24 January 2020
Inaugural Investor Letter
Click below to download the inaugural Tanarra investor letter or read below
Dear Investor/Friend of the Firm,
We’re excited to be sending you our inaugural Tanarra investor letter. It’s taken us five years to produce one – hopefully we’ll produce our second before our tenth anniversary!
We’re conscious that a lot of people aren’t familiar with the details of what we’re doing at Tanarra, so this is more of an introduction to the firm, what we do and why we’re doing it, more than the conventional prognostications about the state of the world or spiels about stocks we’ve fallen in love with. We’re also conscious that many of you are investors in only one of our asset classes and have limited visibility on our other activities, so it may be interesting for you to have a broader perspective on our firm. It’s long because we’re doing a lot; although it is deliberately structured so you can just read the elements that interest you most, if you wish.
We’ve taken a slow and steady approach to building Tanarra since we launched in 2015, quietly building out our investment team and platform.
To borrow a popular word in the modern lexicon, we’ve been on something of a “journey” since we launched Tanarra. The firm started as John’s family office investment operation after he stepped down from the role as CEO of Lazard Australia at the end of 2014. Opportunities that have arisen since then have taken us into a diverse range of alternative asset classes, to the point today where we have over A$1.5 billion of funds under management or mandate; we have a host of interesting investments; a platform that covers the span of the corporate capital structure as well as listed and unlisted equities; a fantastic team of 29 people who we believe are the equal of any investment team anywhere; and offices in Melbourne, Sydney, Perth, Auckland and Hong Kong, which we believe give us a significant competitive edge through local market presence and connectivity. We also have a global network of trusted friends and advisors who help us in all our investment activities.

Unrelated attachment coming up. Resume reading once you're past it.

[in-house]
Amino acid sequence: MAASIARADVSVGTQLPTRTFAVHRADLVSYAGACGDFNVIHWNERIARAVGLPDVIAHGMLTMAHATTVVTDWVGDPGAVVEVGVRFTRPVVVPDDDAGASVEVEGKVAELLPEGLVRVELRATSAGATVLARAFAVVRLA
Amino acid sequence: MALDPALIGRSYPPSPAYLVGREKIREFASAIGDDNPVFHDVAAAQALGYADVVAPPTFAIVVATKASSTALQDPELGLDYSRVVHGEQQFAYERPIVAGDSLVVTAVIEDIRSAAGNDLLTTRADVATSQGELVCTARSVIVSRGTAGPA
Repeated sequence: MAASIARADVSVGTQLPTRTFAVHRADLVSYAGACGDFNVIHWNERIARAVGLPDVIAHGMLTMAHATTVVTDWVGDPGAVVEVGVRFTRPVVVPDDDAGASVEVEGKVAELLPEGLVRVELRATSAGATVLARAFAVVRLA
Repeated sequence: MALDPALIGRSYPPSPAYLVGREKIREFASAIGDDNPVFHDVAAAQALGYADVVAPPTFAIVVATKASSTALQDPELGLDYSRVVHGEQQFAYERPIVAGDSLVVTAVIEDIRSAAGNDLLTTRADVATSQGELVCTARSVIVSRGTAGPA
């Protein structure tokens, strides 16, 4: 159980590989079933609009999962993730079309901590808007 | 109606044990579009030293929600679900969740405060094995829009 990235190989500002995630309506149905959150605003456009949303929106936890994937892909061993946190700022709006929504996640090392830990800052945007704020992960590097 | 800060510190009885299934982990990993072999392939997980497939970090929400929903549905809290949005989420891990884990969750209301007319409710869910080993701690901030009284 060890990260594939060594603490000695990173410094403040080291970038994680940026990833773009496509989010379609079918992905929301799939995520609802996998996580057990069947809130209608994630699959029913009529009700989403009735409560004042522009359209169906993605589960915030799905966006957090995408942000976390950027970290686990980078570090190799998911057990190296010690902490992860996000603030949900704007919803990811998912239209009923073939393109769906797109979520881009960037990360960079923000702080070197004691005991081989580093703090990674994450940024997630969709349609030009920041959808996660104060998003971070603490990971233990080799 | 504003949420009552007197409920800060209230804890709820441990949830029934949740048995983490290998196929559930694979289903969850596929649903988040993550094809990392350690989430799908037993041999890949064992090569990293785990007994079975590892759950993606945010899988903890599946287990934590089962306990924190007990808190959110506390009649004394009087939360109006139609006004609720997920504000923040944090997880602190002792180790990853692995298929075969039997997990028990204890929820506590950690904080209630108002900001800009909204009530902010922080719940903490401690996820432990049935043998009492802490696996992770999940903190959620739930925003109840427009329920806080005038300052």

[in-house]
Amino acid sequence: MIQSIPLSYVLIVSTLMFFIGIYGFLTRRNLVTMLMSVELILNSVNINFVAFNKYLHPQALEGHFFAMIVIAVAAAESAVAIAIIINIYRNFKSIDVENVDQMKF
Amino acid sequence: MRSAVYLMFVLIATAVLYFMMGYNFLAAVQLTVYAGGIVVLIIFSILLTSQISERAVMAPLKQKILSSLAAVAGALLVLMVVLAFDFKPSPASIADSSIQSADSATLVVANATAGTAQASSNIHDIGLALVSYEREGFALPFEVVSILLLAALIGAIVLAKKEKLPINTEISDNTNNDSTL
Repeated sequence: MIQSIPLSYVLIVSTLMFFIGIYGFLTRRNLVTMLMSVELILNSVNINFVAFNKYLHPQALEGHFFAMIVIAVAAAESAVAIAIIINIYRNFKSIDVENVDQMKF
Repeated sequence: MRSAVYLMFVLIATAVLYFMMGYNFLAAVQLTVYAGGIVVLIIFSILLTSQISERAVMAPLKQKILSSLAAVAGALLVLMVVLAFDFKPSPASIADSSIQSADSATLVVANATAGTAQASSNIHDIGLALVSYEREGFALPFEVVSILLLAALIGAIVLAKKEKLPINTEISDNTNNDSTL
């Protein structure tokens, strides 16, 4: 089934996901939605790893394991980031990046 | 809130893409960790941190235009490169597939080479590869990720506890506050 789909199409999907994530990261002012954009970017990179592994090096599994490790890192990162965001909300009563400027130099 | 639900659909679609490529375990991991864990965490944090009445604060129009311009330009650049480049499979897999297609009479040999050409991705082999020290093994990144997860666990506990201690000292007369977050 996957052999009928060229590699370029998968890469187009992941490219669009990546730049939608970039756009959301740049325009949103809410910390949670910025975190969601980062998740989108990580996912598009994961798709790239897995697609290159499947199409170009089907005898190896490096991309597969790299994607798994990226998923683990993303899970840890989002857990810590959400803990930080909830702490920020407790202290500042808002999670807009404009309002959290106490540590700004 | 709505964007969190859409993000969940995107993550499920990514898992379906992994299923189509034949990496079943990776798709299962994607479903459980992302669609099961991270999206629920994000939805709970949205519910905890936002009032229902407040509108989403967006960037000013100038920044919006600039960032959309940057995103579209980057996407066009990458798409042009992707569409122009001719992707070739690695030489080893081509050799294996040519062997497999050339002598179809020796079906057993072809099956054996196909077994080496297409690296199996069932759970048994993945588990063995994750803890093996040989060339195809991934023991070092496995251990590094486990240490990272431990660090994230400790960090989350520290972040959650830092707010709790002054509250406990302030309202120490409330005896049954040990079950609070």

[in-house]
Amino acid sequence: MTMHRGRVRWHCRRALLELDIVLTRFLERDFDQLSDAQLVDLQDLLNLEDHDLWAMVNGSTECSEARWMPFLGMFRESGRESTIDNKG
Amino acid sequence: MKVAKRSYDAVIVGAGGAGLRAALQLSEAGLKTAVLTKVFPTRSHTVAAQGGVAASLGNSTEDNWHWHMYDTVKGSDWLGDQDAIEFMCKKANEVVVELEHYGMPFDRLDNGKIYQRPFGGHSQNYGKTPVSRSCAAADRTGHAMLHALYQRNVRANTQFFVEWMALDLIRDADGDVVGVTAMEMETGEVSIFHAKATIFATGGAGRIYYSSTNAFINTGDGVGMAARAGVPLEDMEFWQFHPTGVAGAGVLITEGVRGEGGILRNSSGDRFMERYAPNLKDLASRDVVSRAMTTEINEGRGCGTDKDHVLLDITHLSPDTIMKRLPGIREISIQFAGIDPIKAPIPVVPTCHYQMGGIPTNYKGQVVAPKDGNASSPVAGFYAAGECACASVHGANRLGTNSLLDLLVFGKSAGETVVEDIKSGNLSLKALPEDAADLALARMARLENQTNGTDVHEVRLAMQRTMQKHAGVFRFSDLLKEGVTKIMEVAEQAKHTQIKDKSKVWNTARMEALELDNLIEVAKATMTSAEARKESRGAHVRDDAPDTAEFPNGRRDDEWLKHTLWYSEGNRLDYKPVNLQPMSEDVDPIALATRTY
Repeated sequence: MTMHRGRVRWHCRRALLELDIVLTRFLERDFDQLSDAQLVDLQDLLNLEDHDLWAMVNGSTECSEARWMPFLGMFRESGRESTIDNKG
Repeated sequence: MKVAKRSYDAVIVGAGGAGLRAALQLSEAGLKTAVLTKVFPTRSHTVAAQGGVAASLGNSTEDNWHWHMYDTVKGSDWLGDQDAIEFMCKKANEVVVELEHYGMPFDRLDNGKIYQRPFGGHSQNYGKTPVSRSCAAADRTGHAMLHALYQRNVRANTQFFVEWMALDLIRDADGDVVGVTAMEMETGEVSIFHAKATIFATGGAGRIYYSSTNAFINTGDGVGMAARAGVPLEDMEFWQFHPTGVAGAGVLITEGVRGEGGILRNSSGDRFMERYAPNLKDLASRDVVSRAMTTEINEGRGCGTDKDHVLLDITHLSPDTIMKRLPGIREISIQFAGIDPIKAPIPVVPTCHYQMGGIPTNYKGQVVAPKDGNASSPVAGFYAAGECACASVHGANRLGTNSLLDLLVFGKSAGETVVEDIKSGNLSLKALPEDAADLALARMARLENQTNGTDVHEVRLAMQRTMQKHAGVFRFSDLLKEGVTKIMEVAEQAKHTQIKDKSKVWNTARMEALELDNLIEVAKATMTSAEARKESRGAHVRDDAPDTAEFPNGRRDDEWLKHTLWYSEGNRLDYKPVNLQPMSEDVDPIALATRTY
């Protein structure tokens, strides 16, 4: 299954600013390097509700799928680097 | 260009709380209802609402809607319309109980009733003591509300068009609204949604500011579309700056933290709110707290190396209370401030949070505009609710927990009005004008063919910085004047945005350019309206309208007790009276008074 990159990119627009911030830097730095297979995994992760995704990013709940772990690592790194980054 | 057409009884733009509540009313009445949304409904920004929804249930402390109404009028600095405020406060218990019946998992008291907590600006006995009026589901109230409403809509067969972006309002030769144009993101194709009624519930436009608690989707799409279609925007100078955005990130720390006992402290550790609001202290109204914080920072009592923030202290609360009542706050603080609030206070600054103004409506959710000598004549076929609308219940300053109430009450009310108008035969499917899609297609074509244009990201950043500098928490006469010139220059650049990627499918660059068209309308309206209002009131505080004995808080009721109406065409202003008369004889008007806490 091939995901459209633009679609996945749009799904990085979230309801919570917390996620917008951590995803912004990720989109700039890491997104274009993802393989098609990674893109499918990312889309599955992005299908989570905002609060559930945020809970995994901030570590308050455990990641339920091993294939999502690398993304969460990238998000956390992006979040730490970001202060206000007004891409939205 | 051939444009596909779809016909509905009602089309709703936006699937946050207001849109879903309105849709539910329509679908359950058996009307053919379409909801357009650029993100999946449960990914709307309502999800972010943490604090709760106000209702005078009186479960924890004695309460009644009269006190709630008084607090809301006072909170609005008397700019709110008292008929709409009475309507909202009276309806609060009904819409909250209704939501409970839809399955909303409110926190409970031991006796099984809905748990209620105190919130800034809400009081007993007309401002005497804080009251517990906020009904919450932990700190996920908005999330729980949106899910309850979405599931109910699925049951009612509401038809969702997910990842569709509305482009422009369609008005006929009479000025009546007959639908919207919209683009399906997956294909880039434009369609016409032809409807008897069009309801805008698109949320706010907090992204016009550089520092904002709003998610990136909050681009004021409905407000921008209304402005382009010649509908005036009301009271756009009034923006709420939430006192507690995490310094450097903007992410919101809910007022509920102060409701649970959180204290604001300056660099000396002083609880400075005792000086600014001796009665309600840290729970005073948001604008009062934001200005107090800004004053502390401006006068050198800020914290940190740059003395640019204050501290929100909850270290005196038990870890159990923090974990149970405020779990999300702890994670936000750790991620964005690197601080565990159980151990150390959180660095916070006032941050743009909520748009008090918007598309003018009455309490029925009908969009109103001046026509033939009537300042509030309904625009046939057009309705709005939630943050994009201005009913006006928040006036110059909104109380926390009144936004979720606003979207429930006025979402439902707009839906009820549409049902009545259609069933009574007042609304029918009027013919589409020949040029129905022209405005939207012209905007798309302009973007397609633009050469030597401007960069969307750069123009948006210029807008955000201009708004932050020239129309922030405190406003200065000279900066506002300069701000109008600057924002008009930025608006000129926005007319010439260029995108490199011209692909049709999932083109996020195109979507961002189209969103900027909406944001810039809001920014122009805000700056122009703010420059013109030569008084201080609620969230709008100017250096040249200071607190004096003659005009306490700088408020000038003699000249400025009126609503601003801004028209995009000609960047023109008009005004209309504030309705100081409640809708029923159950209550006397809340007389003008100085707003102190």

Our investment activities today span four main asset types: venture capital, private equity, private credit and a hybrid private equity-style investment approach to public companies. In each there are structural and market factors at work that give rise to an opportunity to generate attractive returns – an opportunity we believe we can capitalise on through a differentiated skill set or angle.